Potato Pizza
Pizza di Patate

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Potato Pizza
Pizza di Patate
cookbook: Lidia's Commonsense Italian Cooking
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serves: 4-6

Everybody loves pizza, but sometimes it is intimidating and seems difficult to make at home. This is a version of baked dough, but as its base it has potatoes and it is not leavened, so it’s easier to handle and yet has all the flavors and feel of pizza. There are endless ways of making and baking dough in the Italian tradition, not to mention in all the different cultures of the world, but there is something basic and sacred about the simplicity of turning grains into bread. It is a direct link between the earth and sustenance for human beings. We need to reflect and understand and get to know the earth, and the food it provides. Children, especially today, are far removed from the basic source of food, so bring your children into the kitchen with you and let them feel the dough in their hands. Let them wonder how this magic can happen from the earth we stomp on.


1 pound russet potatoes
1½ cups all-purpose flour, , plus more for rolling the dough
2 teaspoons baking powder
2½ teaspoons kosher salt
1 large egg, beaten
2 tablespoons -extra--virgin olive oil , plus more for cookie sheet
12 ounces fresh mozzarella, thinly sliced
4 cherry or other small tomatoes, thinly sliced
1 teaspoon dried oregano
¼ cup grated Grana Padano or Parmigiano Reggiano


Preheat the oven to 350 degrees F. Put the whole, unpeeled potatoes in a pot with water to cover by a couple of inches, and bring to a simmer. Cook the potatoes until they are easily pierced with a knife but not falling apart, about 20 minutes. Let them cool slightly, then peel, press through a ricer onto a sheet pan, and let cool completely.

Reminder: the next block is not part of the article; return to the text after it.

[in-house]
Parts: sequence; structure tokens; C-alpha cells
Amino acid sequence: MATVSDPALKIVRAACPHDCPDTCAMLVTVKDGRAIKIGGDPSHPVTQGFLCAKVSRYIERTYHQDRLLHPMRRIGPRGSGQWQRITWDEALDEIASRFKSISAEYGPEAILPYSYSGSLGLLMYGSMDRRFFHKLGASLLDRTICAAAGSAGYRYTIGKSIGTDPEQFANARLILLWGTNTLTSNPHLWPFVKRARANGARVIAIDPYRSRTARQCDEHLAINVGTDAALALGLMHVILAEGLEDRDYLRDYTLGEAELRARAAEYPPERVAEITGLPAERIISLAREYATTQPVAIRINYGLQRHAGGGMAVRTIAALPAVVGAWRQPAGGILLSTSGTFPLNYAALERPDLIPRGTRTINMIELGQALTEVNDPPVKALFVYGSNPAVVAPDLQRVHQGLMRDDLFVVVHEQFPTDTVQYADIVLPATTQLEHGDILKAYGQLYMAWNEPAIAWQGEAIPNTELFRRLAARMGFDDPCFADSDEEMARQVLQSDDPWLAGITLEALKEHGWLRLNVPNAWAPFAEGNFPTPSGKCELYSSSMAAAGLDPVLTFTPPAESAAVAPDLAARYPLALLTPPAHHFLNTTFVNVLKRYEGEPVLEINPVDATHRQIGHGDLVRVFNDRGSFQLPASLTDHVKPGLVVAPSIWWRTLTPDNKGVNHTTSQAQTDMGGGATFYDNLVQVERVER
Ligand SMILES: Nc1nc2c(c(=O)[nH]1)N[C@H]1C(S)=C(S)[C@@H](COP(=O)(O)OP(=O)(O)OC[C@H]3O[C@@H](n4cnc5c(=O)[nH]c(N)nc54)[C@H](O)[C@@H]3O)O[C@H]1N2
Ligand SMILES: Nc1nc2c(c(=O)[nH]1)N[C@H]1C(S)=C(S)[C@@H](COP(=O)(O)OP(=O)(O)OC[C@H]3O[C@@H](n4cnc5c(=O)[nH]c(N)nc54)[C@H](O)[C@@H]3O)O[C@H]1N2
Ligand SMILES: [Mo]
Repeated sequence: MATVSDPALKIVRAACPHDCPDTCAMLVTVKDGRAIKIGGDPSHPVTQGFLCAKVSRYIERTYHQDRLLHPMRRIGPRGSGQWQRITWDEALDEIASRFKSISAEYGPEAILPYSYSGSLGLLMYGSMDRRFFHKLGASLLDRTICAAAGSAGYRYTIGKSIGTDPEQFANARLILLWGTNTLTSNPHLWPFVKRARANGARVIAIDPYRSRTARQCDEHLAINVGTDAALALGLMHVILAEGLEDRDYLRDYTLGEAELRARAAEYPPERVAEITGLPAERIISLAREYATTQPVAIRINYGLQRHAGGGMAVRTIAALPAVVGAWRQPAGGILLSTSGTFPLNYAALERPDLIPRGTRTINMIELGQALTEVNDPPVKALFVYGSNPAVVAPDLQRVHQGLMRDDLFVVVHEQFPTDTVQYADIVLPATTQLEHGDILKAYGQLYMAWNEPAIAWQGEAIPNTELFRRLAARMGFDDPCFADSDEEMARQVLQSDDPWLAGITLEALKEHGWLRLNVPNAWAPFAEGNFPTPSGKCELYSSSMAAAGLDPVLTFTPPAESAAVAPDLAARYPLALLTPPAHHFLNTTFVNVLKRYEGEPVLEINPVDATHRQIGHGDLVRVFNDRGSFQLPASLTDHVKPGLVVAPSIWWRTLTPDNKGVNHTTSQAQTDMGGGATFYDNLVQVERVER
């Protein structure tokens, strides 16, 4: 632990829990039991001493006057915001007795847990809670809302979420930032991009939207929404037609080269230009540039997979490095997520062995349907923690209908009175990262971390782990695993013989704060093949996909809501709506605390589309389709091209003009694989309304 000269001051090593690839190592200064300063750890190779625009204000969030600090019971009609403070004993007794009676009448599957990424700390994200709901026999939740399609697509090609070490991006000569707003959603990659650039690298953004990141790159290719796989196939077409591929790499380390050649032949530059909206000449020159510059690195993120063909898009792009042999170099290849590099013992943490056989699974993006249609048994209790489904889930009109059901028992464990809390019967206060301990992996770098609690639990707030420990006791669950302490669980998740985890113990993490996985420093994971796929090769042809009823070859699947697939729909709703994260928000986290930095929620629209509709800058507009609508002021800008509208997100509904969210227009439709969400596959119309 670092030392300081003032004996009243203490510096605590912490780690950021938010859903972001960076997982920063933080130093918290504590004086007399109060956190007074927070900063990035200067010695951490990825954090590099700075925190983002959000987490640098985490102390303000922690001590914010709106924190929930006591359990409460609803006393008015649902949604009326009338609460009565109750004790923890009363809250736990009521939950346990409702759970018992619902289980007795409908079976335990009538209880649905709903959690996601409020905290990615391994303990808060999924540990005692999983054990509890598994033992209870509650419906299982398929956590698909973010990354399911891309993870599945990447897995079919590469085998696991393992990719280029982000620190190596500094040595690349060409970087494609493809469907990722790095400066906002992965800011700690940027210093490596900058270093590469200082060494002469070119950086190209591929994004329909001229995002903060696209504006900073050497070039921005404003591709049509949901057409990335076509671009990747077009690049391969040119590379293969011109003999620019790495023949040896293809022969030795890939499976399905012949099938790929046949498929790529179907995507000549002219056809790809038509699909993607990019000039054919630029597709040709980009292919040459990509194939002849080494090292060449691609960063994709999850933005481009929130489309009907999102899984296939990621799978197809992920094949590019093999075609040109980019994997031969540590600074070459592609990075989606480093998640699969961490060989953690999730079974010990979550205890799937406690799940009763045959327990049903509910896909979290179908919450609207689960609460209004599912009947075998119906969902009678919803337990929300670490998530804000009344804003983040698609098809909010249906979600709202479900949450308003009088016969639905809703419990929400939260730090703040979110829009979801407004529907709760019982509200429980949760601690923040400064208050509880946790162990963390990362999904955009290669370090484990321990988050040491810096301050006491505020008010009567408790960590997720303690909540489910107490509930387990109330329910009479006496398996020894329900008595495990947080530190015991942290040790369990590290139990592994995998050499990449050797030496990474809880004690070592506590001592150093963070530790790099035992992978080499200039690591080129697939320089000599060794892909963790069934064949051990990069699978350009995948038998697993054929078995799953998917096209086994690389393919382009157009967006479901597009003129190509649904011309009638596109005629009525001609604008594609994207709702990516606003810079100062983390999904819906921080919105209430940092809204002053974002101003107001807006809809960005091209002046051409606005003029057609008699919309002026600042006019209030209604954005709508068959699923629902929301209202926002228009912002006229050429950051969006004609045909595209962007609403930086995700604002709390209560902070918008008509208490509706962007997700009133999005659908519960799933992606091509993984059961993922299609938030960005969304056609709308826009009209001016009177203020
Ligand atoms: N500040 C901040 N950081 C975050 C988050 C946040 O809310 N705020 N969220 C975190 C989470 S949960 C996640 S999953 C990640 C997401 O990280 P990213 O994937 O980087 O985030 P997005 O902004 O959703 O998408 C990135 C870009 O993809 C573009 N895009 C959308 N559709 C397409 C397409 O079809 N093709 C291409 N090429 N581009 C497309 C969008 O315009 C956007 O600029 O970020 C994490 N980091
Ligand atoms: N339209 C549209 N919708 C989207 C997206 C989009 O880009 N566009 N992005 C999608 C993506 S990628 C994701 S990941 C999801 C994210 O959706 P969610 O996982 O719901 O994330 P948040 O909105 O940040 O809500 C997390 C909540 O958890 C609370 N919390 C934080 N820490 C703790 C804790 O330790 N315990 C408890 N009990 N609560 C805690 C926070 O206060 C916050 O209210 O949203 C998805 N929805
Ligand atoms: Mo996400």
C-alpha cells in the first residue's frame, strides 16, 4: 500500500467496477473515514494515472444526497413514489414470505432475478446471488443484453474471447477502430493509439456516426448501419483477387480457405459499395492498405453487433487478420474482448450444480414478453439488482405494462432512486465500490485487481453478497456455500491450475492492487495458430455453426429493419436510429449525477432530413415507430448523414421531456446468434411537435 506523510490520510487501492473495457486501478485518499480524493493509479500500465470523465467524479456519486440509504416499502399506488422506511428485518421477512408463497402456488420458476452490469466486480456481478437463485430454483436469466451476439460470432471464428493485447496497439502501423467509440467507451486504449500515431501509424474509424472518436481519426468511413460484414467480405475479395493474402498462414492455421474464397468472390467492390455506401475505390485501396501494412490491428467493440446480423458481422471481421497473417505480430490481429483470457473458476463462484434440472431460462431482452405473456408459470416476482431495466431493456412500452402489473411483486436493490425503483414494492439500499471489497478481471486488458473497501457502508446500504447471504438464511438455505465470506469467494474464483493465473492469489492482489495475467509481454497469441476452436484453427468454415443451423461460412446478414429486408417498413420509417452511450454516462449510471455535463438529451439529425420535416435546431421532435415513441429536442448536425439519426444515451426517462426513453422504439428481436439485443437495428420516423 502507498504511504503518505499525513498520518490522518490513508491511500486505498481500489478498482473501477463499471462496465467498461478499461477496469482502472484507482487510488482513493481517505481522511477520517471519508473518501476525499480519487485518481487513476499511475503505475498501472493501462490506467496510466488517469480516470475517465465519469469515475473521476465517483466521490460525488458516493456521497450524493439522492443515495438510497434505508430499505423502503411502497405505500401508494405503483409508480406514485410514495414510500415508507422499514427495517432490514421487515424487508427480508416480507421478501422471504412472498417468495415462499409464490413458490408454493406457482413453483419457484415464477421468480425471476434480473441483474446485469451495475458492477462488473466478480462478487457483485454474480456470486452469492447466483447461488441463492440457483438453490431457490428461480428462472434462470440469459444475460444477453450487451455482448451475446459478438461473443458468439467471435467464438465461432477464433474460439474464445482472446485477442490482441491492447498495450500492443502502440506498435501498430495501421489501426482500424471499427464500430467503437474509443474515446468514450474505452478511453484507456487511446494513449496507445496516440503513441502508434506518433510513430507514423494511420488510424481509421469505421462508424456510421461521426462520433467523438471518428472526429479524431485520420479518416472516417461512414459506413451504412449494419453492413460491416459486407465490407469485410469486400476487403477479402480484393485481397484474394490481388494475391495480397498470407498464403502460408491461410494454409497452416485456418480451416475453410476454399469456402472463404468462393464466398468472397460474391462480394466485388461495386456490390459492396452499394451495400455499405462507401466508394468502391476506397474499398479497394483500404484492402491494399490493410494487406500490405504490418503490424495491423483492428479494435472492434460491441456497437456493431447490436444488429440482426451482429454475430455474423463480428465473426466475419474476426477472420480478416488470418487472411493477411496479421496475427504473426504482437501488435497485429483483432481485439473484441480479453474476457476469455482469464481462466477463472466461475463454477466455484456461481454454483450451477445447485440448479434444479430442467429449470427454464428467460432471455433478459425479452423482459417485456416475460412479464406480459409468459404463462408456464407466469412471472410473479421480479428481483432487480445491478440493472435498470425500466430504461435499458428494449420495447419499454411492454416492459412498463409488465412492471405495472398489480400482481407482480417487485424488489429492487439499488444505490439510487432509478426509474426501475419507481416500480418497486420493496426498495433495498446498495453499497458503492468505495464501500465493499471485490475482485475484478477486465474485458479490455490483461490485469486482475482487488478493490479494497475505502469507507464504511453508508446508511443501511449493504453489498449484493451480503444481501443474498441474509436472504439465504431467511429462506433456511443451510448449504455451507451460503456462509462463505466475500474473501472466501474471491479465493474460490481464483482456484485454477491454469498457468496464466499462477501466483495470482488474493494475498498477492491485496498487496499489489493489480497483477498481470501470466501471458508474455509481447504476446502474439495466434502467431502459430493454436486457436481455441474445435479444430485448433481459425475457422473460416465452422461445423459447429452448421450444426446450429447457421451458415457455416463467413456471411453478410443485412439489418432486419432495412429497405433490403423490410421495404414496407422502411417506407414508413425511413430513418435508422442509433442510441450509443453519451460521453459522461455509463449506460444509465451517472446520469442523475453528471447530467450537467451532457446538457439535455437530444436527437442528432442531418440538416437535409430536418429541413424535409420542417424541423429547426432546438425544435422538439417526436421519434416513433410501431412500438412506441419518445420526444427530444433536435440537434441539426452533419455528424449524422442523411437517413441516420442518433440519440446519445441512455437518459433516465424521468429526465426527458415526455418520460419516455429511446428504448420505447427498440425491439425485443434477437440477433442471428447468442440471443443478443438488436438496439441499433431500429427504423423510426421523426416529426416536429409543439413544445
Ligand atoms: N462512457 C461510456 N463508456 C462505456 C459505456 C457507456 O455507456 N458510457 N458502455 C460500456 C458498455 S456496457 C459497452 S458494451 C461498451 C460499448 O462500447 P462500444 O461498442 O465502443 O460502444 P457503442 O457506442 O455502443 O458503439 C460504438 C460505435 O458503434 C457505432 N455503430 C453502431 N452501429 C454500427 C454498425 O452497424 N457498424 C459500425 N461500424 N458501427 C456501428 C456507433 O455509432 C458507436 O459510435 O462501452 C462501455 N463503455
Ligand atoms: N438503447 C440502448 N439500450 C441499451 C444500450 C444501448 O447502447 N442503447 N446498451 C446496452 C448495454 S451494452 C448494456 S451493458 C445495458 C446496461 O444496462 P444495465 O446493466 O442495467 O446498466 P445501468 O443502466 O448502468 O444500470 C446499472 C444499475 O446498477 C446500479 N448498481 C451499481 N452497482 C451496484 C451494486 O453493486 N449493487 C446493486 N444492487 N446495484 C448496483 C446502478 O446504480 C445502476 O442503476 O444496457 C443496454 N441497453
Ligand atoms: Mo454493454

Scrape the potatoes into a bowl, and sift over them the flour, baking powder, and salt. Mix in the egg to make a smooth dough. Oil a -15--by--10--inch cookie sheet with olive oil. On a floured surface, roll the dough out to a rectangle almost as large as the cookie sheet, or as large as you can get it. (If the dough is difficult to roll, roll between layers of parchment paper.) Transfer to the cookie sheet, and press the dough out to almost reach the edges of the pan.

Top the dough evenly with the mozzarella, leaving a -½--inch border around the edges. Top with the sliced tomatoes, then drizzle with the 2 tablespoons olive oil. Sprinkle with the dried oregano and grated cheese. Bake until the crust is browned on the bottom and cooked through, about 35 minutes. Allow the pizza to cool on the baking sheet for a few minutes before cutting into squares to serve.

Lidia's Commonsense Italian Cooking

In her beautifully illustrated new cookbook, Lidia Bastianich lays out a comprehensive curriculum of wise cooking tips--from the cutting board to the kitchen table. Channeling the instructive elements from the companion Public Television series, Lidia’s Kitchen, she teaches us that a good dose of common sense is the key ingredient to a stellar meal. As storyteller and chef, Lidia draws on anecdotes to educate and illustrate. Recalling lessons learned from her mother, Erminia, and her grandmother, Nonna Rosa, Lidia pays homage to the kitchen sages who inspired her. Whether it's Citrus Roasted Veal or Rustic Ricotta Tart, each recipe is a tangible feast. We learn to look at ingredients as both geographic and cultural indicators; in Campania, the region where mozzarella is king, we discover it is best eaten three hours after preparation. In Genova we are taught that while focaccia had its basil origins in the Ligurian culinary tradition, the herbs and flavorings will change from region to region--home chefs can experiment with rosemary, oregano, olives, or onions! When it's time for dessert, Lidia draws on the sacred customs of nuns in Italian monasteries and convents and reveals the secret to Rice Pudding with a Blessing. Lidia's Commonsense Italian Cooking is a collection of 150 delectable recipes told with common sense cooking wisdom that teaches us how create simple, seasonal, Italian dishes with grace, confidence, and love.

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